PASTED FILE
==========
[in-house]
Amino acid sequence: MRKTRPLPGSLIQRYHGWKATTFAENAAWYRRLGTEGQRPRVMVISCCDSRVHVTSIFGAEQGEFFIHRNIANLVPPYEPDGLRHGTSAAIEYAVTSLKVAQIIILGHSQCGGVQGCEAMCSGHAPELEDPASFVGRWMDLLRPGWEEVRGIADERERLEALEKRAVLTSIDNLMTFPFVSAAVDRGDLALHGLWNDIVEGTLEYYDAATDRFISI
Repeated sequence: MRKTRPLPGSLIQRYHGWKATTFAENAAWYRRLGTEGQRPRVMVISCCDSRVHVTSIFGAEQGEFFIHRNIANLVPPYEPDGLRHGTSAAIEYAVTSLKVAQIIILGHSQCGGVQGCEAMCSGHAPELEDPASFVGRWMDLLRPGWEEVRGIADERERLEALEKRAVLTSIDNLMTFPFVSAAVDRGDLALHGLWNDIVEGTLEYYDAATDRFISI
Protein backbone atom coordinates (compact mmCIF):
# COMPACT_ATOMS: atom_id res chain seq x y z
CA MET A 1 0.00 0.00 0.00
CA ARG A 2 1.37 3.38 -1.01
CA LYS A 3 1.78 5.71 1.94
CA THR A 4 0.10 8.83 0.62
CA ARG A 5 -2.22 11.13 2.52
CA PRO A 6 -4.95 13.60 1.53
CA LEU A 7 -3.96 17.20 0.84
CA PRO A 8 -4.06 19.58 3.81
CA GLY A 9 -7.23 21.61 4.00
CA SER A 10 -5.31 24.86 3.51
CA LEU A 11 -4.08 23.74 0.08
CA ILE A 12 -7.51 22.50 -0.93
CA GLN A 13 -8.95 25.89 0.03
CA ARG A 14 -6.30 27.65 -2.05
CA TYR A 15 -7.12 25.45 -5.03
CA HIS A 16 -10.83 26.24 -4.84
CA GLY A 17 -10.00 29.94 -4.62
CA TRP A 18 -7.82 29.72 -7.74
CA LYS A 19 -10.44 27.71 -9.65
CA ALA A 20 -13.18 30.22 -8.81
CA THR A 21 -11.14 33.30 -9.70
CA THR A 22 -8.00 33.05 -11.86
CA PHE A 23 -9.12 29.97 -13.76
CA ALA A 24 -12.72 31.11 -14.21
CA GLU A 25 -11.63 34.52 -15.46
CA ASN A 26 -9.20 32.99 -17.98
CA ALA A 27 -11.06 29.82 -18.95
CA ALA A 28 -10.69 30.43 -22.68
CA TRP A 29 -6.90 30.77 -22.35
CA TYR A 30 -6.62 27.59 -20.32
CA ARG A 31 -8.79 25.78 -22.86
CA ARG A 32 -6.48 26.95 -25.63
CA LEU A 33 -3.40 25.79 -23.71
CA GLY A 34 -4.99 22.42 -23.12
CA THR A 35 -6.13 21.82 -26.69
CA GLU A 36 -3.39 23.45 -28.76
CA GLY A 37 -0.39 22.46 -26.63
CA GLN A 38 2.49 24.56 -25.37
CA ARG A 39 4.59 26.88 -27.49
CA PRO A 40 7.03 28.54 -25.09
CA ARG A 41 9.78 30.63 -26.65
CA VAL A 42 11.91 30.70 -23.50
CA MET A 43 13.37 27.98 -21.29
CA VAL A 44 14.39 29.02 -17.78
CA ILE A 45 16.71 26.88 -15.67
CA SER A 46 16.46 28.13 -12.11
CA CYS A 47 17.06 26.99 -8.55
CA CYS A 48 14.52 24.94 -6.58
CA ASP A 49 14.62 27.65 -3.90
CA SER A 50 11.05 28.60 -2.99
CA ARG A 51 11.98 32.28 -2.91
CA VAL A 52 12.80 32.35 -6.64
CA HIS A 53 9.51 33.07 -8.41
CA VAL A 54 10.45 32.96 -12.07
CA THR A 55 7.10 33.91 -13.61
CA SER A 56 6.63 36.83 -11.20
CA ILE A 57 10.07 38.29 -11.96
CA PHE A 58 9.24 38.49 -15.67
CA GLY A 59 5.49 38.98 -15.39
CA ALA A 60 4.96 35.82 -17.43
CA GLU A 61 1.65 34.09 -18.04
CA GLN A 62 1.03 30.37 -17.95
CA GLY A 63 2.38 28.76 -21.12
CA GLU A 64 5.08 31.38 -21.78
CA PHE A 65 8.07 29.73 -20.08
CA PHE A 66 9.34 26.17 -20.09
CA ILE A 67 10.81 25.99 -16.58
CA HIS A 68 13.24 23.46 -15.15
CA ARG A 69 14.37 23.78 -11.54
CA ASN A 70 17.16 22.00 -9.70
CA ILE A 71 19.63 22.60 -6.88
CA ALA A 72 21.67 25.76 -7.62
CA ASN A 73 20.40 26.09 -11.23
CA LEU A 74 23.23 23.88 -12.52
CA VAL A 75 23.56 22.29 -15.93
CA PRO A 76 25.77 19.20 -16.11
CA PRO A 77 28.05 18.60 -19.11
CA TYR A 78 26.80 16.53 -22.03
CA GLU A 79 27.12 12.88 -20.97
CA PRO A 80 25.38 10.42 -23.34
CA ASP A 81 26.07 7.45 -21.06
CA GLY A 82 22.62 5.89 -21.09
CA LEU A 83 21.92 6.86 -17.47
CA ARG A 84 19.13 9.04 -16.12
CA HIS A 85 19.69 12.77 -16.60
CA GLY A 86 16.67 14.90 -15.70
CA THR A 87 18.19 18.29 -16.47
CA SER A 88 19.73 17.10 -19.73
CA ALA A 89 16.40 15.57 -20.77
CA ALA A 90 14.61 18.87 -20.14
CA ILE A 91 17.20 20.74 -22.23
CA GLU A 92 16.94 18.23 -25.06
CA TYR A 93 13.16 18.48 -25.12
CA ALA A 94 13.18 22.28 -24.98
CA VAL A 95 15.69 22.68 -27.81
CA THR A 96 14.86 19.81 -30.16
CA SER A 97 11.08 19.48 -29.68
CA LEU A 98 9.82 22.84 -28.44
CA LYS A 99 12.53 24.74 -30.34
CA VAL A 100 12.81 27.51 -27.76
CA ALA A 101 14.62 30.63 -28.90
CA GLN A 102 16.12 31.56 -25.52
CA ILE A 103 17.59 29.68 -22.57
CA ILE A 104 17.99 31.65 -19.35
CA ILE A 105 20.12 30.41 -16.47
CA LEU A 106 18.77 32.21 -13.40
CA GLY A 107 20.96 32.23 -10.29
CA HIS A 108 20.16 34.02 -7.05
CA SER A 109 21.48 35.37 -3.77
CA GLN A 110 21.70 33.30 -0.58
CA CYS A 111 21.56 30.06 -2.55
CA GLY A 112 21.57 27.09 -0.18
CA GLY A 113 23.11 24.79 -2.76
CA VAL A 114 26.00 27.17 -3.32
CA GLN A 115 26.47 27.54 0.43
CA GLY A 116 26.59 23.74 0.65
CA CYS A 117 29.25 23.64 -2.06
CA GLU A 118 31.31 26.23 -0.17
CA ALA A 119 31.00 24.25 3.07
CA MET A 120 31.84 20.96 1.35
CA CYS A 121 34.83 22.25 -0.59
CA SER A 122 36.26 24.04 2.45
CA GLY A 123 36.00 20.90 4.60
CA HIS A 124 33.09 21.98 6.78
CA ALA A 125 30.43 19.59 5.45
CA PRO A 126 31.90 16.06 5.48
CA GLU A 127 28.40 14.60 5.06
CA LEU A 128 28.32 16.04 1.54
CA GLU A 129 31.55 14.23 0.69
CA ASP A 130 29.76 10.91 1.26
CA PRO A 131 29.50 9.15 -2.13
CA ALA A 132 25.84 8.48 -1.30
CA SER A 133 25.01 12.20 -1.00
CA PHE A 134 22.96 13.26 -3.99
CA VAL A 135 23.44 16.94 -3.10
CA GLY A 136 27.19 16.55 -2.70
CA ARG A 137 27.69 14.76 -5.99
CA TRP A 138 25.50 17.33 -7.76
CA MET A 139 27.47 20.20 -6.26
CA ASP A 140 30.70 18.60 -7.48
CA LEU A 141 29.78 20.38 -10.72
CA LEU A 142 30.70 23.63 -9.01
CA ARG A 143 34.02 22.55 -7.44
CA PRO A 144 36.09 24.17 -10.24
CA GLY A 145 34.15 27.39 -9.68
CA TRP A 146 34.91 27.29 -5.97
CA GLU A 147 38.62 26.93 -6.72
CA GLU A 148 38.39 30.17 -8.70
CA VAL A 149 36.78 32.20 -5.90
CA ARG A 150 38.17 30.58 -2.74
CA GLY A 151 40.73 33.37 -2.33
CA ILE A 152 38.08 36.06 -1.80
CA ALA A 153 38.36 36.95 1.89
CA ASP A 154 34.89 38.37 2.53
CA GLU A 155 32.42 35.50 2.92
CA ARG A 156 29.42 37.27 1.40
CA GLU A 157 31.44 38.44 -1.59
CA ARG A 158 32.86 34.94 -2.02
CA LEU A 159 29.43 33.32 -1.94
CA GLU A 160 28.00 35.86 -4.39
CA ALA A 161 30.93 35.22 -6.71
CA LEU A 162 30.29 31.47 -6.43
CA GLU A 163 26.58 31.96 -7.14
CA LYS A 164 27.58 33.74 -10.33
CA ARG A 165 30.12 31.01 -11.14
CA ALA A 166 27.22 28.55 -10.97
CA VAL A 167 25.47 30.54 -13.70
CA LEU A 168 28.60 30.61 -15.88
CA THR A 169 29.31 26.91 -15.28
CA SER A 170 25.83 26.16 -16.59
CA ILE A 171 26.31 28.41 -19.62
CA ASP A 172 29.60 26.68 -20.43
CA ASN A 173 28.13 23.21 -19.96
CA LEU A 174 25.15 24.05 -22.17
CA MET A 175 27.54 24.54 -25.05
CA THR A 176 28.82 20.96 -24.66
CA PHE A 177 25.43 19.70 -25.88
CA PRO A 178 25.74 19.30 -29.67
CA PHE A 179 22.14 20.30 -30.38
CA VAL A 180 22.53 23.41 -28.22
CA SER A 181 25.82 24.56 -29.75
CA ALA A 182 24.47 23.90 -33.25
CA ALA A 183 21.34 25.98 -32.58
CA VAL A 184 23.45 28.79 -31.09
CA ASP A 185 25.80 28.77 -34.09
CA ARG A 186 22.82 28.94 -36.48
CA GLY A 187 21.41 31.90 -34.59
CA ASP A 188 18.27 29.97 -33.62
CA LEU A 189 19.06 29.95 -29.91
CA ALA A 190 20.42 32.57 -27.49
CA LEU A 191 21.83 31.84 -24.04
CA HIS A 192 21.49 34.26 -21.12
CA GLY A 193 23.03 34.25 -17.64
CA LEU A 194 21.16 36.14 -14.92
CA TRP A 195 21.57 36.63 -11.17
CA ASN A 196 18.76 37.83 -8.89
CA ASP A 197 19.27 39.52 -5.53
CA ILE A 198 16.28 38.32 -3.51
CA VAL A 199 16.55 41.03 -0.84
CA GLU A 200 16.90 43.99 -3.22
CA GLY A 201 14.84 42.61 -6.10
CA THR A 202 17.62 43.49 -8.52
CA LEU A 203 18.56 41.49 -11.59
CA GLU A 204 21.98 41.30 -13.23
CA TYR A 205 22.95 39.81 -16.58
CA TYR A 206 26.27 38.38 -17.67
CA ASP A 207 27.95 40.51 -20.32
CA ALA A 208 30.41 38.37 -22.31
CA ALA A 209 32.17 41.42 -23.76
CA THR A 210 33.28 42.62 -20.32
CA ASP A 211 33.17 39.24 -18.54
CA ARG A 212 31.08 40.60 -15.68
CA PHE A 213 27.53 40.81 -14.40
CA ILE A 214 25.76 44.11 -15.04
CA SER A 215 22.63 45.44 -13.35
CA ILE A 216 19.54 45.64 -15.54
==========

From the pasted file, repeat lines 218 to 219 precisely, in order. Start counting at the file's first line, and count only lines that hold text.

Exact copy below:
CA PHE A 213 27.53 40.81 -14.40
CA ILE A 214 25.76 44.11 -15.04